The Books of August

As summer winds down and many of us are preparing for the busy fall ahead, we are looking for reading suggestions for these last weeks of August. (Of course, I am in the midst of The Clash of Kings so that should keep me busy until September.) Summer never seems to live up to the promise of endless reading time and beach vacations so we thought we could use a little help from someone who spends most of her days with books. We’ve asked Deanna McFadden, Associate Director, Digital Content for HarperCollins Canada, for her picks.
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THE BOOKS OF AUGUST
Summer reading has always been a kind of an enigma for me. For most, a tasty beach read will do — something light and frothy that’s meant to entertain and not necessarily be too taxing. But I tend to go in the opposite direction for summer reading. This year, I’ve got a stack of books about as high as my cottage to get through by the end of the summer, and I’ve been determined to do a lot of “off the shelf reading” — getting through those books that have been collecting dust for two, three, ten, years. So, here are five really terrific reads that I’d consider perfect for the waning days of the season:

The Award Winner
A Visit From the Good Squad
Jennifer Egan’s novel remains a rare thing in the book world – a novel completely and utterly deserving of all its accolades and praise. It won the 2010 National Book Critics Circle Award for fiction as well as the 2011 Pulitzer Prize (also for fiction, natch). It’s a multi-perspective novel that ¬†circles around two or three main characters who are each either directly or indirectly (as in they are publicists etc.) involved in the music business. Let me just warn you — there’s an entire chapter that’s almost speculative in its nature, containing charts and graphs written by a pre-teen girl, and it was utterly charming. This in itself speaks to the power of Egan’s prose. It’s a marvellous novel.

The Book That Will Change Your Life
Animal, Vegetable, Miracle
Animal, Vegetable, Miracle might feel like an odd choice to read at the end of summer — but we’re reaping the rewards of farmer’s markets and backyard gardens at the moment. Who doesn’t love to bite into summer fresh corn this time of year? Barbara Kingsolver’s amazing book follows her family as they move from Arizona to their family farm halfway across the country and make a very honest, serious attempt to live off of the land. It’s an eye-opening account that makes you think from the first page until the last. Kingsolver keeps company with the other great food-as-life writers, Michael Pollan and Canadian Sarah Elton (http://thelocavore.ca/), who have a talent for spinning non-fiction into incredibly entertaining and informative reads.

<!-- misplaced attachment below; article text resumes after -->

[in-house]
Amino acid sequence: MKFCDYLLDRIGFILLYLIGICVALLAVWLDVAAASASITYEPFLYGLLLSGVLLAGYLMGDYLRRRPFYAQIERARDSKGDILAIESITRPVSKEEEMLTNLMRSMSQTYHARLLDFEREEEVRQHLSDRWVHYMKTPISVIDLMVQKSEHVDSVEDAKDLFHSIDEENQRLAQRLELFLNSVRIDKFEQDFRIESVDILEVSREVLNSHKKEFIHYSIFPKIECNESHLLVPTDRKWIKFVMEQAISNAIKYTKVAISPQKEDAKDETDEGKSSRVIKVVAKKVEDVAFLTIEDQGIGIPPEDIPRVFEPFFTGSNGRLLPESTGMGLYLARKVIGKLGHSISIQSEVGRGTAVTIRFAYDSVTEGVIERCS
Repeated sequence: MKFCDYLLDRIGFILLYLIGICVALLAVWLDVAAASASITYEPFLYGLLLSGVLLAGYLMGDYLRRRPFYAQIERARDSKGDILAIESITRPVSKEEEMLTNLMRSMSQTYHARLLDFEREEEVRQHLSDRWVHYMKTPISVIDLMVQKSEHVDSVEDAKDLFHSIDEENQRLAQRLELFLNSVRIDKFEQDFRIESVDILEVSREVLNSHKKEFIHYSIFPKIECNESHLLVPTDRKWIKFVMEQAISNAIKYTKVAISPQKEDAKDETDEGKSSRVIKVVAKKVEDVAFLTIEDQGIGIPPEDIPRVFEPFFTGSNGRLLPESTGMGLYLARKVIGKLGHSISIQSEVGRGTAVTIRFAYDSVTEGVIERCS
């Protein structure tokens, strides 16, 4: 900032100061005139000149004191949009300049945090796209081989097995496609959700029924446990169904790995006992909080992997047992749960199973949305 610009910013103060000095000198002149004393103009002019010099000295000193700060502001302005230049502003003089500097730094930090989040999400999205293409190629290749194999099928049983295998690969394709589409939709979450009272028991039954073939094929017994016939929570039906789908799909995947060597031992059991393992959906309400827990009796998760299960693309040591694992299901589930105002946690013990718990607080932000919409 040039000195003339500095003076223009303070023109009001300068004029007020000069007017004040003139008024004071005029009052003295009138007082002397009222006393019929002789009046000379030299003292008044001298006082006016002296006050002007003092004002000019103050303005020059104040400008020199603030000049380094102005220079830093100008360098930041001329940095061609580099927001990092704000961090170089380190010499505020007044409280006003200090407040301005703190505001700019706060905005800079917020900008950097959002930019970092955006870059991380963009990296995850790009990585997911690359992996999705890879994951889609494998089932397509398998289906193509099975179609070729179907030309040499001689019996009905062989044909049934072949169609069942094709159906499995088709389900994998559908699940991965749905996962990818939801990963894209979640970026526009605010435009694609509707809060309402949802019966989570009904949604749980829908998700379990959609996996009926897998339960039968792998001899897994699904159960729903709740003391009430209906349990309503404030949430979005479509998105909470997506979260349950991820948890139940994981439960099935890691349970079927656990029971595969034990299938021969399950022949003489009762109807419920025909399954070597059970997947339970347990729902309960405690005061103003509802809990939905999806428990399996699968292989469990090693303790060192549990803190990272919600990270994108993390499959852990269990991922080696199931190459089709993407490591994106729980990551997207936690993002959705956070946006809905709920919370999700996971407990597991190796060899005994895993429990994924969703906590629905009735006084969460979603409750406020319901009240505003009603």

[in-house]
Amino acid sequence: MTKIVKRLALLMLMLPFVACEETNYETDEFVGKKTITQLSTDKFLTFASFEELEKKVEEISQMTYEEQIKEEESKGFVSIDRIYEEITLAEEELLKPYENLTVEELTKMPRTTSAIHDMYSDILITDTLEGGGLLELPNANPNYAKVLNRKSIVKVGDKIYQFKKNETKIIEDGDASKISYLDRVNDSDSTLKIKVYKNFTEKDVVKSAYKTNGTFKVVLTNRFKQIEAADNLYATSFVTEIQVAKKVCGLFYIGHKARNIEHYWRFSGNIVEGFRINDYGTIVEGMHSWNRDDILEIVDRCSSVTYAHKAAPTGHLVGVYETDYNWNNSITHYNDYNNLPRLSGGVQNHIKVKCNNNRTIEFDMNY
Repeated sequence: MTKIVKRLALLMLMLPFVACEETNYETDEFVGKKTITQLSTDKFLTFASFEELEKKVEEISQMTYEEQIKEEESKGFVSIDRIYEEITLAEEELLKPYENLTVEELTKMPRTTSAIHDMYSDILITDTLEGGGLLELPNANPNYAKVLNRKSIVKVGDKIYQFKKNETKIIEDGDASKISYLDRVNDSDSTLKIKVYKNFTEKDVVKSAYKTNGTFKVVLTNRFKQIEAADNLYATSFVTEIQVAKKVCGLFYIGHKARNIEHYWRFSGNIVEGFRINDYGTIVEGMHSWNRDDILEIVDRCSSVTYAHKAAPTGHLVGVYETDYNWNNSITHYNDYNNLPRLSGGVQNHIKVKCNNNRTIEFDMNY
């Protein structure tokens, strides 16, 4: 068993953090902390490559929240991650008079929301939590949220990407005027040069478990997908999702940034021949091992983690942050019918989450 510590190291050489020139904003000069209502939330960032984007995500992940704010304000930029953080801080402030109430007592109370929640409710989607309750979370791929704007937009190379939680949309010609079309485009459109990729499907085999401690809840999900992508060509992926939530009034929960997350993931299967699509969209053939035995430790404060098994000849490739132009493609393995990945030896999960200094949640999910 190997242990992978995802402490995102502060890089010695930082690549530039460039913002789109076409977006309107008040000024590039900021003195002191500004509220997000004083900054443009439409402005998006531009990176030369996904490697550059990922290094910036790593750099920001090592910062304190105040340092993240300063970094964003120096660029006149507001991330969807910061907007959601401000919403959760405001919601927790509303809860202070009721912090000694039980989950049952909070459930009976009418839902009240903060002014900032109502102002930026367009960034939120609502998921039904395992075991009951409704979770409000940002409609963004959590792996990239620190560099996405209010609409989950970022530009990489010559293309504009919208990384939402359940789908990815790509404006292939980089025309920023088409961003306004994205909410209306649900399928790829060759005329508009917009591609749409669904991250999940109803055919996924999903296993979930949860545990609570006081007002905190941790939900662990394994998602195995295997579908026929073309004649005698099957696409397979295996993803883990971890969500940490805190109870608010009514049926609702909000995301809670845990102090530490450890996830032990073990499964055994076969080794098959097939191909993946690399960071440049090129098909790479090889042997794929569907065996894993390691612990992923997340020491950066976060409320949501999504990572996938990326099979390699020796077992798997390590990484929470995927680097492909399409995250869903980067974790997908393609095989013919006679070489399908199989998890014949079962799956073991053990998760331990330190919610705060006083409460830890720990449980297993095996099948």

The Simply Great Novel
State of Wonder
I continually fool myself into thinking that I’ll read the classics in the summer. Currently, I’ve got two Dickens novels, a chunky Russian doorstopper, and James Joyce on the shelf by my bed at the cottage. I will probably not get to any of them. I did, however, devour Ann Patchett’s latest novel in one sitting (which is a feat considering I have a 10-month old son). She’s painstakingly writing back to Joseph Conrad’s Heart of Darkness and the resulting novel is both fascinating and frightening at the same time.


The Canadian Wunderkind
Light Lifting
Alexander MacLeod isn’t necessarily a “wunderkind” — he’s a grown man, but it can’t be easy publishing your first book of short stories as the son of the great Canadian writer Alistair MacLeod. Yet, Giller Prize shortlist aside, Light Lifting remains my favourite book of short stories that I’ve read so far this year. They are diverse, emotionally intelligent, and utterly captivating, and I dare you to find a dud amongst the bunch. Perfect for sitting on the dock as the sun sets just before the bugs come out, these stories will keep you up late into the night, and that’s not a bad thing.


The Classic
The Diviners
There can be no doubt that you will find a dog-eared copy of The Diviners in the local second-hand bookstore in your neighbourhood and/or cottage town. And with good reason, Margaret Laurence’s tour de force will break your heart in a thousand different ways, which is always how I judge the success or failure of a piece of fiction. It’s my favourite Canadian novel and I have been ignoring the bad sex scenes for decades to revel in the fiercely independent Morag Gunn — and because my cottage is located near Lakefield, I always think of this book in the summer when I’m up north without a phone and cable. It’s the perfect distraction.

Deanna regularly blogs about books at www.tragicrighthip.com. Thankfully, she still has two months of mat leave to finish reading all of the books on her shelves in alphabetical order. At last count, she had only reached the B’s.

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